Well, sometimes you might be given a name or names, but I
am not a fortune-teller. I would, however, try to
understand where that person is coming from because
obviously that is something that is very important to them.

How do people hear about you?

Mostly, by word of mouth. And I also take part in a healing
session at Belfast Spiritualist Church every Thursday
night. That's voluntary work. A lot of people attend those
sessions - perhaps they're suffering from grief or
depression or a physical illness, such as back ache. I'm
kept busy all night, but then I feel there is no point
having something like this unless it helps others. People
also come to me for advice.

But there are occupational hazards. People get to hear what
you do and you can be on a night out and suddenly someone
grabs you and pulls you into a corner and asks you to help

Do you earn a lot of money from it?

No. I couldn't do that. If people give me money I give it
to charity.

Do you ever experience any antagonism?

Never. The other day a woman came over and kissed me in the
street because she had heard about what I do.

Have any famous people come through? What about Elvis? Or
Princess Di?

(Laughing). No. No Elvis or Di.

Describe a typical day.

There isn't one. Today I'm doing two readings, another day
I won't do any. It can be very draining. After a reading my
partner will ask: "Did anybody cry?" If I say yes, then he
knows that it has been successful.

Some people would say that what you are doing is wrong.
That if spirits do talk to you, then they are evil

I was brought up a Catholic and I very definitely have a
very strong faith in God. I get a lot of religious people
who will ask me not to tell anyone that they have come to
see me. I wouldn't tell anyone anyway. Confidentiality is
very important to me. I never discuss individual cases.

And I always know if a religious spirit comes through
because the first thing he or she will show me is the
Bible. What I would say to people who criticise what I do
is that the basis of all religion is love, and the reason
that spirits come through with messages to the ones they
love is because they want to offer them comfort,
reassurance and, sometimes, an apology.

They want to tell the person they are ok and safe in the
spirit world, particularly if they have died through some

Or they may want to give someone guidance. I've never had a
spirit that has been negative. The end result is often
emotional and healing.

So, where do you believe people go when they die?

Like I said, I believe they go 'upstairs'. I believe there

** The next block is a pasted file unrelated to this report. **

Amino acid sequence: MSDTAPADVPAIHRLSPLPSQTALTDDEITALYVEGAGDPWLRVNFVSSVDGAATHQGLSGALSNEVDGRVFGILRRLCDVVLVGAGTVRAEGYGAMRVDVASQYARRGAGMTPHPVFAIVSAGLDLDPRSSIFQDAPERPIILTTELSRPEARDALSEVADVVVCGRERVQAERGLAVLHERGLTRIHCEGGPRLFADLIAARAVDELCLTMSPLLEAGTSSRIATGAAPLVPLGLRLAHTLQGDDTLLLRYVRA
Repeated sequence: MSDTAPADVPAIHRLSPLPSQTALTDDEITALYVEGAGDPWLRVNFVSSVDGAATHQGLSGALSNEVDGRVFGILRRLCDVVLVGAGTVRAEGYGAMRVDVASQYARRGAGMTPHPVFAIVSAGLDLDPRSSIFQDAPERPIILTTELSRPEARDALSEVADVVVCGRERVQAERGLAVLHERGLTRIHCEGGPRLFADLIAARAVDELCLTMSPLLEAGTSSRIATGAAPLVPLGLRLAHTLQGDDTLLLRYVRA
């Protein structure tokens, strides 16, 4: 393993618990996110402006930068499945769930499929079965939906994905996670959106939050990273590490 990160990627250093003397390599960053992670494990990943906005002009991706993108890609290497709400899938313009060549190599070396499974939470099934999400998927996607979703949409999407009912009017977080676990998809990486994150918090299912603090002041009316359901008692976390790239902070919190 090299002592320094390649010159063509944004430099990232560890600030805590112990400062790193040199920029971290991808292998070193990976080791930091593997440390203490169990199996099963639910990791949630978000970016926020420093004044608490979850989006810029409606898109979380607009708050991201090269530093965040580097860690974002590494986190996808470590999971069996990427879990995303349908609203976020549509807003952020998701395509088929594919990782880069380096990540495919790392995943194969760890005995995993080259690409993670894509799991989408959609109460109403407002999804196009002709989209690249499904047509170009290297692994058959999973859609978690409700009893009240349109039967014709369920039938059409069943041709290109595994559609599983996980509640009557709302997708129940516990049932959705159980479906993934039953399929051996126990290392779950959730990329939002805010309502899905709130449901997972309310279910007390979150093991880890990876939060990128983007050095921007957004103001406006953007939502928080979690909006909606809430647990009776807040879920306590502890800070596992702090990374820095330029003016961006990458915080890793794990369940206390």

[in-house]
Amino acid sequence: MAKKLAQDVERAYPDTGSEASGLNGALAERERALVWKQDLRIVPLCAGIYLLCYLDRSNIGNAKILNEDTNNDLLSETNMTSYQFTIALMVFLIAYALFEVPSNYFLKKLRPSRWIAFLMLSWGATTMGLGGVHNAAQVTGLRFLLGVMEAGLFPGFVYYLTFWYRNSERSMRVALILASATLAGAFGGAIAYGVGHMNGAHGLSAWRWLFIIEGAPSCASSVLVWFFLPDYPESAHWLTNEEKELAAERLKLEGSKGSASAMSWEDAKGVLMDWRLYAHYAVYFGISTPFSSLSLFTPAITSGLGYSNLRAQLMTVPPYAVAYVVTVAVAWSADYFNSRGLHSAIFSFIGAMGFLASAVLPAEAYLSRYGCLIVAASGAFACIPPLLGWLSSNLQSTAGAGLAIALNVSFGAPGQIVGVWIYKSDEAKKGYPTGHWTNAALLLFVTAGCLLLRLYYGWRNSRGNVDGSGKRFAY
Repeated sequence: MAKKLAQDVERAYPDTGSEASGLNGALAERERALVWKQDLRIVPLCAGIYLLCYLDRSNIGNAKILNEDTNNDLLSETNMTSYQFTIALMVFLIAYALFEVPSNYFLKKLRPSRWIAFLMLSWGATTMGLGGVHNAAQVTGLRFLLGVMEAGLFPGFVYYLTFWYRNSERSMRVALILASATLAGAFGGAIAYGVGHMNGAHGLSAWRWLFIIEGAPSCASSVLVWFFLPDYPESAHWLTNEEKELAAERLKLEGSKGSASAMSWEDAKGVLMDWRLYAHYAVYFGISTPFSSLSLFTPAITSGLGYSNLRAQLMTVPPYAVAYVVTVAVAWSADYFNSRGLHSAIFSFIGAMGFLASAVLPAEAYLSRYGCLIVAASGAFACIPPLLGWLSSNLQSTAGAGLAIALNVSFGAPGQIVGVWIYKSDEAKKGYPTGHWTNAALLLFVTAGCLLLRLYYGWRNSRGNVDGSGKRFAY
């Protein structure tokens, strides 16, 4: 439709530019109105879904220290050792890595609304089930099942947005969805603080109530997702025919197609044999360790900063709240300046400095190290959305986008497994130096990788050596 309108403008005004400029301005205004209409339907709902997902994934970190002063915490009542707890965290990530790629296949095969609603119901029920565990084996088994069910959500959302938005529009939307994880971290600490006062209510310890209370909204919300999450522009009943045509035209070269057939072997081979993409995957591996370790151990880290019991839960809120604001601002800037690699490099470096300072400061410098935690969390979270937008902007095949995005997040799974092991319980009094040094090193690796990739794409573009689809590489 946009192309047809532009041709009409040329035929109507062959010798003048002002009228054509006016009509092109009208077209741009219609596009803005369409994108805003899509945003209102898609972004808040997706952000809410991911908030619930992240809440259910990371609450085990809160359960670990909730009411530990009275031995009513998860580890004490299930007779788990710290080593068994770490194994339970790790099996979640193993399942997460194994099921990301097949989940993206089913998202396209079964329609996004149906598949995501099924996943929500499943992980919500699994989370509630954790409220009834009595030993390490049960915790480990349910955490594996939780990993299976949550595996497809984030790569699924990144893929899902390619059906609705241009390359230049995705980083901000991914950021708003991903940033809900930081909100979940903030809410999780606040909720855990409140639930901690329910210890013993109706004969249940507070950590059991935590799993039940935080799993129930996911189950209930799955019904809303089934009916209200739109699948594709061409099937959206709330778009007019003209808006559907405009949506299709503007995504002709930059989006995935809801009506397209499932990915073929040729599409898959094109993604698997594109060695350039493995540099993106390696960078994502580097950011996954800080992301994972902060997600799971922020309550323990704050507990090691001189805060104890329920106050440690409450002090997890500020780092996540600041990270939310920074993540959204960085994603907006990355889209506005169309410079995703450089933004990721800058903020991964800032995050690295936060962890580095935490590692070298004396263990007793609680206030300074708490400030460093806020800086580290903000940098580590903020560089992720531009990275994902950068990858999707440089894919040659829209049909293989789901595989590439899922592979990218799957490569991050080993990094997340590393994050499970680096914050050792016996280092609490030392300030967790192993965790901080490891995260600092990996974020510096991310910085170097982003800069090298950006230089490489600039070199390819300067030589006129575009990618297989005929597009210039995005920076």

are different places for people to go - people who are very
good will go to an amazing place, very like how we imagine

People who haven't been so good may have some job to do,
something to work through, before they progress to
somewhere like that. Those spirits have to, if you like,
correct the bad things they have done.

The conference you have organised for this weekend looks in
detail at the subject of angels. You believe we have angels
looking after us.

Yes, even as a child I loved to say the guardian angel
prayer: "Angel of God, my guardian dear, to whom God's love
commits me here." But the thing I love about angels is that
they cross all religions, which is wonderful because in
this day and age people are fighting so much about
religion. Also, growing up in this country I also saw a lot
of religious conflict. Angels are found in Christian,
Jewish and Muslim texts, and angels can bring a lot of

Of course, today a lot of people say they are not religious
yet are very spiritual, and if you don't have any
particular religion you can still be in touch with an
angel. If you are religious, then you can add to it with an
angel. The conference will tell people how to develop angel

So, you have an angel?

Yes. Some people have names for their angels, but I just
call mine 'my angel'.

But what's the point of an angel? How do you believe an
angel can help you.

In lots of ways in everyday life - some of which are very
mundane. For example, a lot of people would call for angel
parking spaces. But they can help in every area of your
life. Others would ask the angels for protection for their

Run through what those attending can expect.

Diana Cooper, the internationally renowned therapist and
healer, will give a talk about contacting guardian angels
and also explain about the archangels. She'll also be
showing people how to do angelic meditations to help
connect with angels and explaining how the power of angels
can help people in their everyday life.

Susan will be bringing her aura photography. We will chose
someone from the audience, and show their aura on screen,
and then as the healer works on that person, we will show
how the aura changes colour. I'll be showing people how
they can develop their intuition and feel comfortable with
their own sixth sense. Everybody will also be asked to
select an angel card and then we will look at how that
message relates to them.

What does your family and your partner William make of what
you do?

I'm one of six children - I have two brothers and three
sisters. One of my sisters lives in Australia and is also a
psychic. I have a lovely family and they are very
supportive. William and I celebrated our 11th anniversary
this week and he has no problem at all with my work, but
then he sees the difference it makes to people and he knows
how worthwhile it is.

Angels, Energy & Auras: A Day with Diana Cooper, Dr Susan
Phoenix and Joanne Maguire, Sunday, Hilton Hotel, Belfast,
10.30am-5pm. Doors open 10am. Tickets, œ49. For further
details, tel Joanne: 9030 9474